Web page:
For almost 40 years, since the 1976 Buckley v. Valeo decision, the Supreme Court has treated limits on campaign contributions to candidates, parties and committees more permissibly than limits on independent campaign spending when challenged on First Amendment grounds. As to contribution limits, the court’s “standard of review” has been rather lax, and most contribution limits are upheld. Spending limits are subject to “strict scrutiny,” and courts usually strike them down. Senator Mitch McConnell wants the Supreme Court in McCutcheon v. F.E.C. to overturn part of Buckley and to apply that strict standard to review of contribution limits, meaning most of them would fall too. It’s a bad idea. The closer the money comes to the hands of members of Congress, the greater the danger of corruption and undue influence of big donors.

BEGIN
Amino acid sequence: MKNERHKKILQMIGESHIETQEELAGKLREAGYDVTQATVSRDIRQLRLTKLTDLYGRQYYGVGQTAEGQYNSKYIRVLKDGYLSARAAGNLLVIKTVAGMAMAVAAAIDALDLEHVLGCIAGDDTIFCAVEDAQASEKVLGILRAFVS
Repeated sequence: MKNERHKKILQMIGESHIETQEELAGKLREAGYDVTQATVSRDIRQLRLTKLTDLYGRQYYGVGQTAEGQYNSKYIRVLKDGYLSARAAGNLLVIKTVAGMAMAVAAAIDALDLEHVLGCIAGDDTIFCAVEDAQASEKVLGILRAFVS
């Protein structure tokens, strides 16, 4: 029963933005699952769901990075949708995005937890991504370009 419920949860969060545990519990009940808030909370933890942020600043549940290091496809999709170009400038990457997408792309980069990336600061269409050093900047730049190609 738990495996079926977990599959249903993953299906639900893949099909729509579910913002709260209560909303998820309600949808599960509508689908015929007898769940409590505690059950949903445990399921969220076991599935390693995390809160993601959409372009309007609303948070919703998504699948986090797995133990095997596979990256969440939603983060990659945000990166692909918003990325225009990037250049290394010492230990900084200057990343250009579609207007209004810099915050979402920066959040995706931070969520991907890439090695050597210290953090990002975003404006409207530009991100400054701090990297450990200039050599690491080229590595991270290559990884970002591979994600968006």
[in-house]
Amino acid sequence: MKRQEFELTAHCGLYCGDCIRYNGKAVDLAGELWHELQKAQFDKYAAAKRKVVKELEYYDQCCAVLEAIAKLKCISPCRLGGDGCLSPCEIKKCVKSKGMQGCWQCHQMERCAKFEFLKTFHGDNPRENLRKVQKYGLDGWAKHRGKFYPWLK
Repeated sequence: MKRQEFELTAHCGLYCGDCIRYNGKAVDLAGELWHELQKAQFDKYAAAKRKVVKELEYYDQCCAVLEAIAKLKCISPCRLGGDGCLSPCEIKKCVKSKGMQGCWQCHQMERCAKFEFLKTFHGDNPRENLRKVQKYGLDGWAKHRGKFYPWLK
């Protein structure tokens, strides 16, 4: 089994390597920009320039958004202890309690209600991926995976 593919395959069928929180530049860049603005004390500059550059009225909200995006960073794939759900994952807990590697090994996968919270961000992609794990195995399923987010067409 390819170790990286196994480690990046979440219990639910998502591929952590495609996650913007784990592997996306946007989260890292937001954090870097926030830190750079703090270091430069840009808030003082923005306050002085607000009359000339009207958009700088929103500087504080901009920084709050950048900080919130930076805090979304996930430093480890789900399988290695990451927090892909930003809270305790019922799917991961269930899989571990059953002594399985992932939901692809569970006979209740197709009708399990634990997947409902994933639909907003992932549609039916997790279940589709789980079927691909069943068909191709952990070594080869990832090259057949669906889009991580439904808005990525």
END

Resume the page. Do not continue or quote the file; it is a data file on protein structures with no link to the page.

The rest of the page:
Individuals already can give more than $5,000 to federal candidates, and more to parties and committees coordinating with candidates. Further, with Super-PACs like Priorities USA Action, and nondisclosing 501(c)(4) groups like Crossroads GPS, individuals have ample opportunity to pool their money to participate in elections. The courts and the Federal Election Commission have determined that the First Amendment prevents limiting contributions to these independent groups. Keeping reasonable limits on direct contributions to candidates in place does not squelch a lot of First Amendment activity.